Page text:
The prolonged glitches with the ObamaCare website are frustrating many of the president’s most high-valued customers -- the young, tech-savvy generation that helped him win two terms and whose participation is critical to the success of the health care exchanges.
“You see this situation especially with college students,” Michael Cipriano, a student at American University told FoxNews.com on Friday. “They get frustrated, which creates a disincentive to sign up."
President Obama is depending on young people being the backbone of his signature, 2010 health care law. Typically among the mostly healthy Americans, their premiums were supposed to help finance coverage for the elderly, poor and others with long-term illnesses and more frequent emergency-care visits.
However, the glitches and other problems that have plagued the exchanges since they went online Oct. 1 could put the plan in jeopardy. The administration runs healthcare.gov for the 36 states that chose not to have their own sites. The 14 other states and the District of Columbia run their own site but are still part of ObamaCare.
“Based on what I’ve seen, people were really excited at first, then turned away,” said Cipriano, who tried successfully to navigate the site and is a junior who writes for the conservative-leaning, online college publication The College Fix.
He and other critics point to a recent study by Kantar US Insights, based on the findings of the Millward Brown Digital research firm, that shows site visitor-ship dropped by 88 percent over roughly the first 13 days.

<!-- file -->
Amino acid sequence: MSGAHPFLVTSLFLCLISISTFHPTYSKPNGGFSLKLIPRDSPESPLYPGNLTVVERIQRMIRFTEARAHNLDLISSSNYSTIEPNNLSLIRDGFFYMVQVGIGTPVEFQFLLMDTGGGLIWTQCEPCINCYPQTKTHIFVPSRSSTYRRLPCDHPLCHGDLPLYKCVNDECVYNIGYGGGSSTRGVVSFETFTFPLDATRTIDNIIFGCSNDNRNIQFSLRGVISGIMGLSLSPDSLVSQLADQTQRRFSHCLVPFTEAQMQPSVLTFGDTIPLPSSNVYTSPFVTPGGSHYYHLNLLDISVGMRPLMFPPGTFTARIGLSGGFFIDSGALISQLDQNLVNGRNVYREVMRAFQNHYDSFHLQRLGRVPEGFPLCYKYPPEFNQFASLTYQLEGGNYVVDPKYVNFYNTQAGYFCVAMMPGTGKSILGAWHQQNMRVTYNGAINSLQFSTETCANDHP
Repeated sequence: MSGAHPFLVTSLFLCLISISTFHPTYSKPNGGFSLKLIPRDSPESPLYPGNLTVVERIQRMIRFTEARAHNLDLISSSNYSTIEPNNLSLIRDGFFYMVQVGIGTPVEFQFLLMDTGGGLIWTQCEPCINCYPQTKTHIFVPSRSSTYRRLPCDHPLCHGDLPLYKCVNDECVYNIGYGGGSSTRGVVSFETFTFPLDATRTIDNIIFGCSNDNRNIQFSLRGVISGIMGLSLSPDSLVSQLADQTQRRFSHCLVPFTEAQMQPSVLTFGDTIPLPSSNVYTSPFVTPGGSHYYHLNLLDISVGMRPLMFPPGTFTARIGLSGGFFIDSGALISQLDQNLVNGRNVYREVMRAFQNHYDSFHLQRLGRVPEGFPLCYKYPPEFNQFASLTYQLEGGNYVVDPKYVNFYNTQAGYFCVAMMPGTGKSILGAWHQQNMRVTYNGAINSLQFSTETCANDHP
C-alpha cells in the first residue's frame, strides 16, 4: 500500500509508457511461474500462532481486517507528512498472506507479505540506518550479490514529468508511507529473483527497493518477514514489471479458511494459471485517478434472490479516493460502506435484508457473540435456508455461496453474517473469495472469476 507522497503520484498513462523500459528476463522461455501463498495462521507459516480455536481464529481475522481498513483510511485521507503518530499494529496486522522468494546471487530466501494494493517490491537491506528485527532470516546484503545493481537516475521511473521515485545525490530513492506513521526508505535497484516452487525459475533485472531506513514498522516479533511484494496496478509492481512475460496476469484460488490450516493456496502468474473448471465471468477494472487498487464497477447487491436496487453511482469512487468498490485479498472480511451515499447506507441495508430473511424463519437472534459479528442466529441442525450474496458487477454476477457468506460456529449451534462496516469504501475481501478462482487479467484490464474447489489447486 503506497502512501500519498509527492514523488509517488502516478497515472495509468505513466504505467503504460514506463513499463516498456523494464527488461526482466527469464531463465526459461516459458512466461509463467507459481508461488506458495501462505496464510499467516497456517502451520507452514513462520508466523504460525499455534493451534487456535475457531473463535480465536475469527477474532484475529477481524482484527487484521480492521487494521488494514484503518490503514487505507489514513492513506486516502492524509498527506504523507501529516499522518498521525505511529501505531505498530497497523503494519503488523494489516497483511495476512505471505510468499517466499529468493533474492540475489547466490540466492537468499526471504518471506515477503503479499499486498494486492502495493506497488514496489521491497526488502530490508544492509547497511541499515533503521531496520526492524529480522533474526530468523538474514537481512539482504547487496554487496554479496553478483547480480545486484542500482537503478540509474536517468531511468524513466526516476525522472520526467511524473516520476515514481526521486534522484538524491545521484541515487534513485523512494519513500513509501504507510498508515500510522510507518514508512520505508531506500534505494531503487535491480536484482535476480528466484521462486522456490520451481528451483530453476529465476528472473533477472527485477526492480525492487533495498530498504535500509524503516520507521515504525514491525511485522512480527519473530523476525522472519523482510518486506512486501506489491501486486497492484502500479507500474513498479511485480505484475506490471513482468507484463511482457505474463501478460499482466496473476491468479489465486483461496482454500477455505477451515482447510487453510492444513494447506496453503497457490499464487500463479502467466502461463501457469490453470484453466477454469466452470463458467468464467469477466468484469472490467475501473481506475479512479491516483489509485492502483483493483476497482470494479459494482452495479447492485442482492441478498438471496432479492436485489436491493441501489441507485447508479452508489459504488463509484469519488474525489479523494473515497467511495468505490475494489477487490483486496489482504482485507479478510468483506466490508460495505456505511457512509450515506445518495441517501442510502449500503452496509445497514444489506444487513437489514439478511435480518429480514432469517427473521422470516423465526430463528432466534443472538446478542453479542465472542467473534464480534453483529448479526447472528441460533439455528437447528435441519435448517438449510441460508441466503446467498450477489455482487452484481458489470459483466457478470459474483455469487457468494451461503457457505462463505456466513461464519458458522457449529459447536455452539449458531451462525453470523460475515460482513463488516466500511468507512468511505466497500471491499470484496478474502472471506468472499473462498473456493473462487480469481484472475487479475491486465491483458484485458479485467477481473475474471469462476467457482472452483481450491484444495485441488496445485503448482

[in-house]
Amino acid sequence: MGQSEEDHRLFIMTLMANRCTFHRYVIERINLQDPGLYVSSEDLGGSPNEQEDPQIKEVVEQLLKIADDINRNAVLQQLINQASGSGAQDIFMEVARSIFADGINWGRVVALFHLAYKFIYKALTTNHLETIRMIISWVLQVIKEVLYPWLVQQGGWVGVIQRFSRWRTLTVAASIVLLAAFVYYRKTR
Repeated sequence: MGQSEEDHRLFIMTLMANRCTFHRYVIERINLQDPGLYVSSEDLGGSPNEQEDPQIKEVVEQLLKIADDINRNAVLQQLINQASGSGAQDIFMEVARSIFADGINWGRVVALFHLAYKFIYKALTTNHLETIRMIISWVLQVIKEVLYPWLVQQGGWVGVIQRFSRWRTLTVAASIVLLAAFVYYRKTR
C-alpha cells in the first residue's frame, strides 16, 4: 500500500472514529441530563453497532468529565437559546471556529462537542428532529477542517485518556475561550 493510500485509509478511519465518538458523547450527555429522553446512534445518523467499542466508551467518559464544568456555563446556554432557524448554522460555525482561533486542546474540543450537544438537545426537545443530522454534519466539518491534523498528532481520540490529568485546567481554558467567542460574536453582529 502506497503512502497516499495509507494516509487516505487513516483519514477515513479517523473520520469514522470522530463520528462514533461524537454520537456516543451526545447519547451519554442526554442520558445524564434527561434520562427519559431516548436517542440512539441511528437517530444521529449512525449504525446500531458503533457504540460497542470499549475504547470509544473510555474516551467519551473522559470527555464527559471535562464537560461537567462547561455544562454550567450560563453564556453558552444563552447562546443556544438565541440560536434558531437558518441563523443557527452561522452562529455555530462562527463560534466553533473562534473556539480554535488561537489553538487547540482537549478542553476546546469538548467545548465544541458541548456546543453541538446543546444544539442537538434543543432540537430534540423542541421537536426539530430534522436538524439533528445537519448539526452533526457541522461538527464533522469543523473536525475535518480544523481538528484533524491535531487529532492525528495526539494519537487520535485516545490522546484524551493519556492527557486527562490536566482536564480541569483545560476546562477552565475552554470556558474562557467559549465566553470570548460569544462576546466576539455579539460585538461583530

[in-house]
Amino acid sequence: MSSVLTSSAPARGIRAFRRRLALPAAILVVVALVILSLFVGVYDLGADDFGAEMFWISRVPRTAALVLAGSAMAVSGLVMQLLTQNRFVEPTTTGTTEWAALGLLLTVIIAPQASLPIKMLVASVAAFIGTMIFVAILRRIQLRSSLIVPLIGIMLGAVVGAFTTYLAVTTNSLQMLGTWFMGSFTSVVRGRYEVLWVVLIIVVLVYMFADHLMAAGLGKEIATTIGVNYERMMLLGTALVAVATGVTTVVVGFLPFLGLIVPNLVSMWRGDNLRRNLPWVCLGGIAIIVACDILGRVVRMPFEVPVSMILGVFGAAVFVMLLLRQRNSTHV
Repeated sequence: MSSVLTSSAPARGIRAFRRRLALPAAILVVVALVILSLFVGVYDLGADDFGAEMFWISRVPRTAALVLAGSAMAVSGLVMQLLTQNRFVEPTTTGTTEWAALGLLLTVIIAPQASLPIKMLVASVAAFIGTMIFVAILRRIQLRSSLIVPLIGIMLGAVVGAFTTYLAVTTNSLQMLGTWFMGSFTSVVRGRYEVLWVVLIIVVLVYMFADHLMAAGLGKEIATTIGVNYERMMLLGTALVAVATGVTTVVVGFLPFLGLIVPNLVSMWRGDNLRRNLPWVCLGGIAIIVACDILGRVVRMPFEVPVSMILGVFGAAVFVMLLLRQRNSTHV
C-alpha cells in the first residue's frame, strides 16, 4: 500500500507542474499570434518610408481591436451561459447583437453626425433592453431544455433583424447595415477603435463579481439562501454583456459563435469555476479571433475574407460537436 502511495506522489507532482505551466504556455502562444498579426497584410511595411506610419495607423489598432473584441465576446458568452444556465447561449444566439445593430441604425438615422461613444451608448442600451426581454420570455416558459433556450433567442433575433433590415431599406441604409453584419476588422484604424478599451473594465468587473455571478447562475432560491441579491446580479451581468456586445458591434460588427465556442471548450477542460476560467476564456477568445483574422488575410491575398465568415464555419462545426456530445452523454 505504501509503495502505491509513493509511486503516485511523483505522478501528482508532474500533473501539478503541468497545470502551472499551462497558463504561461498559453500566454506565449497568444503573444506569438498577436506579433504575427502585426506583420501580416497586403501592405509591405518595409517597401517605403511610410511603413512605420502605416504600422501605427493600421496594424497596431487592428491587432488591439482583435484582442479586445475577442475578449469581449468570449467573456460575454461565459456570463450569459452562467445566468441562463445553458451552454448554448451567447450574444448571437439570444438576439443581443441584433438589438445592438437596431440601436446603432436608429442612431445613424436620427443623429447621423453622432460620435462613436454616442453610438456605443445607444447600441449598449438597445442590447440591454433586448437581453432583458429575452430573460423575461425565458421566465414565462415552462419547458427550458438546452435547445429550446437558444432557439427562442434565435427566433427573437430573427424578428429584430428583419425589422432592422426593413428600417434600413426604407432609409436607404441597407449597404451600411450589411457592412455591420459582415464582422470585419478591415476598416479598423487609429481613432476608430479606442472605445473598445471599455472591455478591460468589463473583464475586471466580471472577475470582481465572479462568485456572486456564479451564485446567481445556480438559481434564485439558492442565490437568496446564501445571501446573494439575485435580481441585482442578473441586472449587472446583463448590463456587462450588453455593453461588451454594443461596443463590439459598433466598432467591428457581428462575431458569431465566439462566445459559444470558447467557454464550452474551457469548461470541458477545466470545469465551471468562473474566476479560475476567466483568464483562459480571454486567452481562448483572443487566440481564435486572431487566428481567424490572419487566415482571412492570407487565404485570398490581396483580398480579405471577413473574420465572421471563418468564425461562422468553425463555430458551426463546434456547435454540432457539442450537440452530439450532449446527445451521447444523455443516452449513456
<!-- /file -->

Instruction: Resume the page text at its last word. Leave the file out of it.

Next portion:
Administration officials say they're working "24/7" to correct the problems. And the Department of Health and Human Services still has four months to fix the glitches before most Americans will be required to get health insurance or pay a fine.
Problems with the site -- and the high cost of premiums in some states -- could also politically backfire for the Democratic Party, which has dominated the youth vote since 2004 and whose well-executed use of social media in 2008 attracted legions of young voters who helped Obama become president. He won 66 percent of the vote in 2008 and 67 percent of the vote in 2013, according exit poll analysis.
“The president should be careful what he wishes for,” said Brent Healy, the president of the John K. MacIver Institute for Public Policy. “While he counted on young people to win his presidency, many are now experiencing ObamaCare sticker shock.”
Still, others say the so-called millenials’ penchant for abandoning inferior software, computers and other high-tech gadgetry for the next best thing might not apply in this situation -- considering healthcare.gov is essentially a monopoly.
David Lipscomb, 29, points out how young people jumped from the photo-sharing site Instagram to Vine when it became the first to allow users to post short videos.
“With every new service there is typically some variety so people use whatever service is most convenient or perhaps is used by their social circle,” he said. “But the ObamaCare website is not susceptible to that. It’s a monopoly.”
The District of Columbia resident also suggests young, tech-savvy people are already familiar with sites beings so popular that they crash, pointing out that online ticket agencies' servers were overwhelmed in the early stages.